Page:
Ten Years of Grieving

I know the true meaning of motherly love. I know what it is to love deeply. I know the true meaning of missing someone so bad that it hurts. I know because I experience it every day.

It’s been 10 years since my son, Richie, passed away. I know many people expect me to be over his death by now and quite frankly, I thought I’d be too. But that’s not the case. Every day I wake up with the intention of living life to the fullest for my son. Every day I thank the Lord for choosing me to be his Mom. Every day I thank the Lord for giving me good children. But every day my heart aches to hear my son’s voice again, to spend time with him and hug him. And, as the holiday’s approach it gets harder.

My children, son-in-law, husband and self.

A few weeks ago, my family and I traveled to Italy and while there, my husband and I renewed our wedding vows in the St. Mark’s Basilica in Venice. It was a special place and moment. Richie loved Venice and wanted to visit the “streets of water” as he called them when he was small. But that was not meant to be. So, when our family vacation fell during the same week of our 33rd wedding anniversary, we thought it’d be a great opportunity for us to solidify what we promised 33 years ago. It was sort of a tribute from us (my husband, daughter, son and self) to my oldest son, Richie.

St. Mark’s Basilica in Venezia

It was a small service held on the same day I got married, November 22, at 11:00 a.m. Monseñor Giuseppe Camilotto performed the service and blessing. Afterwards, my children and son-in-law walked up to us. Mons. Giuseppe pointed to them and asked, “I vostri bambini?” I signaled that only two of them were and showed him my necklace with Richie’s photo and let him know that my eldest died. Monseñor placed both his hands over his chest and with deep sorrow gave us his blessings and a hug. You could see the sorrow he felt. Of course, it made me teary eyed. He then addressed those attending the service letting them know it was our 33rd wedding anniversary and that two of our three children were present and the oldest died. Everyone was very polite, showed their affection and congratulated us. We then proceeded to light a candle for Richie. It was a beautiful moment, but it didn’t stop the roller coaster of emotions from emerging.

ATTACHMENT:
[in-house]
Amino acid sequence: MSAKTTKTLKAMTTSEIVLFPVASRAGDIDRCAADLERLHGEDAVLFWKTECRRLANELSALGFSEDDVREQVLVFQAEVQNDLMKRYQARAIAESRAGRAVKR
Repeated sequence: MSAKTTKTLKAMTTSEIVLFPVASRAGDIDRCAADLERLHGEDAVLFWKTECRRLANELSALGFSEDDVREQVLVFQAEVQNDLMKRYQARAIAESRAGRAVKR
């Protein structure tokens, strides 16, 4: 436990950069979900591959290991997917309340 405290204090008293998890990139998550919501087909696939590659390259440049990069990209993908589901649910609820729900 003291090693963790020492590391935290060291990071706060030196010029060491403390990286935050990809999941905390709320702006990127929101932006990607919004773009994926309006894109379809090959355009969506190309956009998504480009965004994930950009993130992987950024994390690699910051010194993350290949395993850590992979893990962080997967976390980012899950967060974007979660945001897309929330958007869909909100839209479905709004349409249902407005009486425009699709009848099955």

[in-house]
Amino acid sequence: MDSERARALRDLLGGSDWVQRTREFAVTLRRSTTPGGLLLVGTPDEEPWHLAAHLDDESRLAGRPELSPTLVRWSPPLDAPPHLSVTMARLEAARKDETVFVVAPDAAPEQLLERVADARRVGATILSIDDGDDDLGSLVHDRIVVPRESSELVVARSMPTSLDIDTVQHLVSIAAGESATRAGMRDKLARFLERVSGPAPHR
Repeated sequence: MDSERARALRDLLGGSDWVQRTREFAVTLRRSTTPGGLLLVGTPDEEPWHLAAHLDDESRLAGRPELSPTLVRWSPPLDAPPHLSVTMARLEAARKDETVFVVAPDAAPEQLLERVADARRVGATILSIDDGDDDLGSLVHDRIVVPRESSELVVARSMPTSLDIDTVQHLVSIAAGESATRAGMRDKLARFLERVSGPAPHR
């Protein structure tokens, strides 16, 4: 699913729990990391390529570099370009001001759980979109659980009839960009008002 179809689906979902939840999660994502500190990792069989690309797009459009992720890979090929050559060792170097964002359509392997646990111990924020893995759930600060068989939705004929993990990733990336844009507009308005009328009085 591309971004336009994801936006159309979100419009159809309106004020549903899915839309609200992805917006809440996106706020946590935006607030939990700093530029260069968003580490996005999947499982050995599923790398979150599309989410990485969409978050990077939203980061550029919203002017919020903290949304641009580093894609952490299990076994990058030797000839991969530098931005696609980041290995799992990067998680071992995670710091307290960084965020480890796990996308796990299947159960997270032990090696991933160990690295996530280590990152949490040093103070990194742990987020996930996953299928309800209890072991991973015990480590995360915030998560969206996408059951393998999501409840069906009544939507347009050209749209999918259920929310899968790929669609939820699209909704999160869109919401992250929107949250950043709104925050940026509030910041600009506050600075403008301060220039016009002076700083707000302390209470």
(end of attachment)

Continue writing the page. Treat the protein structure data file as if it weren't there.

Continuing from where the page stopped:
Husband and I with Monseñor Giuseppe Camilotto.

Last night I had a dream with Richie. In my dream he was alive but missing. I desperately searched high and low to find him. I wanted to hug him, kiss him, talk with him – just spend time with my son – but I couldn’t locate him. I didn’t know where to look. Then, I had a mere glimpse of him standing up spraying water onto a car. He was thin, frail, balding and had a horrible case of acne on his forehead. He looked nothing like my son but in the dream, he was. However, I was not able to get to him. It was as if I was peeking through a hole at I don’t know what or where and that was it. Usually dreaming with my son makes me feel happy and helps me ease the pain a little but last night’s dream did not. If anything, it made the feeling of missing him worst. Yes, I know I need to think of the happy moments. But unless you’ve experienced the loss of a son/daughter you would never be able to understand these feelings. Heck, even I don’t understand them.

I’ve found that writing about my feelings and experience helps me relieve the pain for a while. If I don’t I will continue to have these tears building up and rolling down my cheeks. Could it be because the holidays are around? Maybe, but then again, a mother’s love has no limits, time or age. At least mine don’t and I don’t anticipate to stop grieving ever. If at 10 years the pain is still there and the wound in my heart has not healed, it will never heal. But all in all, I am thankful to the Lord for giving me such wonderful human beings to raise as my own and a loving husband.

Missing my son… love you so much.

Lighting a candle for Richie
Lighting a candle for Richie
Lighting a candle for Richie
Lighting a candle for Richie.